CSR International Book Review Digest JANUARY 2011 (volume 3, number 1)

CSR International
Book Review Digest
JANUARY 2011 (volume 3, number 1)
1. The Bridge at the End of the World by James
Gustave Speth (Review by Matthew Maguire)
2. Common Wealth by Jeffrey Sachs (Review by
Pia Niehues)
3. The New Rules of Green Marketing by
Jacquelyn Ottman (Review by Mardian Marsono)
4. Corporate Social Responsibility: the Good
the Bad and the Ugly by Subhabrata Bobby
Banerjee (Review by Nazareth Seferian)
The Bridge at the Edge of
the World: Capitalism,
the Environment, and
Crossing from Crisis to
Author: James Gustave Speth
Publisher: Yale University Press
Publication Date: 2008
Pages: 320
In The Bridge at the Edge of the World, James
impassioned plea to the next generation of
environmental activists. Reflecting on nearly four
decades of service in the environmental movement,
Speth urges tomorrow's leaders to recognise the
connection between social and environmental
issues, and he encourages them to direct their
efforts at the “systemic failures” of modern
capitalism that drive our most pressing global
challenges. So far, according to Speth, the
deterioration that results from pollution and the
overuse of natural resources. Thousands of
environmental organisations and activists are
working tirelessly each day – lobbying for
regulation and subsidies, drafting international
guidelines and protocols, fighting corporate abuse
through protest and litigation – and yet,
atmospheric concentration of carbon dioxide
continues to rise, fisheries continue to be exploited,
© CSR International 2011
our supply of freshwater continues to decline, and
the list goes on. To the extent that activists have
deterioration, they have done so because the
problem is much (much) larger than any one issue
or set of issues. Moving from crisis to sustainability,
transformation of modern capitalism.
Speth's book is clearly one of big ideas. As Speth
tells us, “affluent societies have reached or soon
will reach the point where, as Keynes put it, the
economic problem has been solved.” As the
struggle for subsistence gives way to the equally
challenging task of improving individual and
collective well-being, Speth asks the developed
world to pause and reconsider its economic
strategy. Market incentives within the existing
system are not getting the job done. What we
need, says Speth, is a new consciousness to replace
the materialistic values that underpin our consumer
culture and a new politics to transform the
corporation into a force for good and focus our
attention away from pure economic growth (as
measured by GDP) and toward measures of
Speth covers a lot of ground in The Bridge at the
Edge of the World. He begins with the limitations
and shortcomings of our current environmental
economic growth, human happiness, consumption,
and the modern corporation. Speth makes it clear
that, in his view, we are already in a state of crisis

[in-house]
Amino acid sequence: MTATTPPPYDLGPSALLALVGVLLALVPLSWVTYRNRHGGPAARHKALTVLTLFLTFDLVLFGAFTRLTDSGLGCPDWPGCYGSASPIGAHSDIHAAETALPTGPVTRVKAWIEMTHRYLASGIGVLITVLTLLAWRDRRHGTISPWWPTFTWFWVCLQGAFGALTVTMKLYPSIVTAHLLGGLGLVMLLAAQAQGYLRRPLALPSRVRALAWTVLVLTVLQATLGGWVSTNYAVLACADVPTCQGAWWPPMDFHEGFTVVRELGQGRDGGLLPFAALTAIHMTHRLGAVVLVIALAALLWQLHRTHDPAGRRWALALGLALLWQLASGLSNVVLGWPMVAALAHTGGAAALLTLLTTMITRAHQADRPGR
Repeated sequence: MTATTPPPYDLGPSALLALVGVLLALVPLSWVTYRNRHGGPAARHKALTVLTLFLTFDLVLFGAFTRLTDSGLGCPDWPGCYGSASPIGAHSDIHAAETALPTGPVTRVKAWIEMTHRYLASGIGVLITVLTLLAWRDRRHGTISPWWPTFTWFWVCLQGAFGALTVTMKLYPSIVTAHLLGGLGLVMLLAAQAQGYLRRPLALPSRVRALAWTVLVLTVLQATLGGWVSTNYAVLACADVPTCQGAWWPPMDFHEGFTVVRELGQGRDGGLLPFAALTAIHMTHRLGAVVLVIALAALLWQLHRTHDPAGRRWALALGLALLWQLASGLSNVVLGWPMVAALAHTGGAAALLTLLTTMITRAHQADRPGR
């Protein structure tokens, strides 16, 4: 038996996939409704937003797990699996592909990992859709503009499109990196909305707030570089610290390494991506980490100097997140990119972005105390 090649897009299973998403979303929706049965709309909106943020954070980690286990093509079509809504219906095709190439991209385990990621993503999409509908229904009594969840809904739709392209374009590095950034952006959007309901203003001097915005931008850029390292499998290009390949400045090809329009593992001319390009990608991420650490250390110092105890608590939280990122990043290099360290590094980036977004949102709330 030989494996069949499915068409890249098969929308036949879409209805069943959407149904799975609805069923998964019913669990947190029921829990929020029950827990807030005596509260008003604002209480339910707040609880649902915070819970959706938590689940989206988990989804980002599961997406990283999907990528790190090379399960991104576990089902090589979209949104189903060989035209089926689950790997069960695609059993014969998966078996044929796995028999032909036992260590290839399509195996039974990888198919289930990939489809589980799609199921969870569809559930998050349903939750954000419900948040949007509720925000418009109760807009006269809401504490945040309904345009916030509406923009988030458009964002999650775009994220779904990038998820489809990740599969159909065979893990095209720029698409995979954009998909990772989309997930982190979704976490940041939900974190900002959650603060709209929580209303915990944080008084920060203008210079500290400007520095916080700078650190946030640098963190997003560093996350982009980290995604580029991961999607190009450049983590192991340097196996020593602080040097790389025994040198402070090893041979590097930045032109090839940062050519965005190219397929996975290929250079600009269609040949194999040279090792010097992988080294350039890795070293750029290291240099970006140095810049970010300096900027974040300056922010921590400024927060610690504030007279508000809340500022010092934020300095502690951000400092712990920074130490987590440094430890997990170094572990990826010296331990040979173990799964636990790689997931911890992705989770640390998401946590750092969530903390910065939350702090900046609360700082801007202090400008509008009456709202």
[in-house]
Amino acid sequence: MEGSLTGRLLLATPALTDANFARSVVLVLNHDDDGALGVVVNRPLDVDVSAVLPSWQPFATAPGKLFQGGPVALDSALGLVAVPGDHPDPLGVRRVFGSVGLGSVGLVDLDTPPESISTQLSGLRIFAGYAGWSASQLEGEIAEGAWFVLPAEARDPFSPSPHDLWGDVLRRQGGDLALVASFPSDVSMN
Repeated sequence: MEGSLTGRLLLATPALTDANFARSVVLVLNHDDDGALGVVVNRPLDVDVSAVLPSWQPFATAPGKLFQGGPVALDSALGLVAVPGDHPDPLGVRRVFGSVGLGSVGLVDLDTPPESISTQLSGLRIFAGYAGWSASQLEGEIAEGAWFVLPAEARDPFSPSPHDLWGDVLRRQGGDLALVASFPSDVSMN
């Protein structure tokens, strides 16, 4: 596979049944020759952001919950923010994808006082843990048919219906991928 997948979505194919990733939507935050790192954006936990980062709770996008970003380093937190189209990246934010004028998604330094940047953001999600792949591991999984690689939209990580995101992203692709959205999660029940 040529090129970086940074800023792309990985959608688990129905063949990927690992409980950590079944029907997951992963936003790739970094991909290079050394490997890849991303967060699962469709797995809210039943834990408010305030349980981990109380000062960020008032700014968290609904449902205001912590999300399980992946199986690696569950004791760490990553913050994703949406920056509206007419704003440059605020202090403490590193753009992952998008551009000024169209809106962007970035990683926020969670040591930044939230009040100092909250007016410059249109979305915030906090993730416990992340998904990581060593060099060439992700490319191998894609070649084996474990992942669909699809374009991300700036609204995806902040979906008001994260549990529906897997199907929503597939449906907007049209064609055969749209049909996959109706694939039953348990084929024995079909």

and that it is time for change. Here, an excerpt
Speth takes from Milton Friedman is worth
repeating: “When [a] crisis occurs, the actions that
are taken depend on the ideas that are lying
around.” Friedman (for better or worse) worked
hard to keep his ideas alive until “the politically
impossible [became] the politically inevitable.”
Here, Speth helps us to do the same in the name of
Review by: Matthew Maguire, CSR International
Book Review Digest
January 2011 (vol. 3, no. 1)
Common Wealth:
Economics for a
Crowded Planet
Author: Jeffrey Sachs
Publisher: Penguin Press
Publication Date: 2008
Pages: 400
Imagine that an alien has come to our Earth. It
would find a place dramatically challenged by
economic, ecological and social problems. Problems
that can be pointed out by the simple calculation of
how many people live on the planet and how
limited its resources are. How did the world come to
this point? What will become of its inhabitants as
the world population rises? And most importantly what can the inhabitants do to cope with this?
The easiest way of breaking down the immense
complexity of the answers to the alien would be to
hand him a copy of Common Wealth by Jeffrey
Sachs. Written from the point of view of an
uninvolved observer, this book amazes one with
bright thoughts, a reader-friendly presentation of
topics and well-selected hard facts.
Sachs’ style of writing ensures that the reader a
good time, which is not at the expense of reduced
input. The book feeds its reader with a remarkable
scale of knowledge without losing the attention of
its audience. It contains lots of advice and
recommendations to act, and the reader can reach
many of these conclusions on their own, based on
Sachs’ argumentation. Beside these pieces of
advice, fed to the reader bit by bit, the overall
message Sachs wants to state is understood loud
and clear - wipe the tears off your faces, shake off
the frustrations that numb you and keep on
working for a better world. Why say “keep on” and
not “start”? Because Sachs points out over and over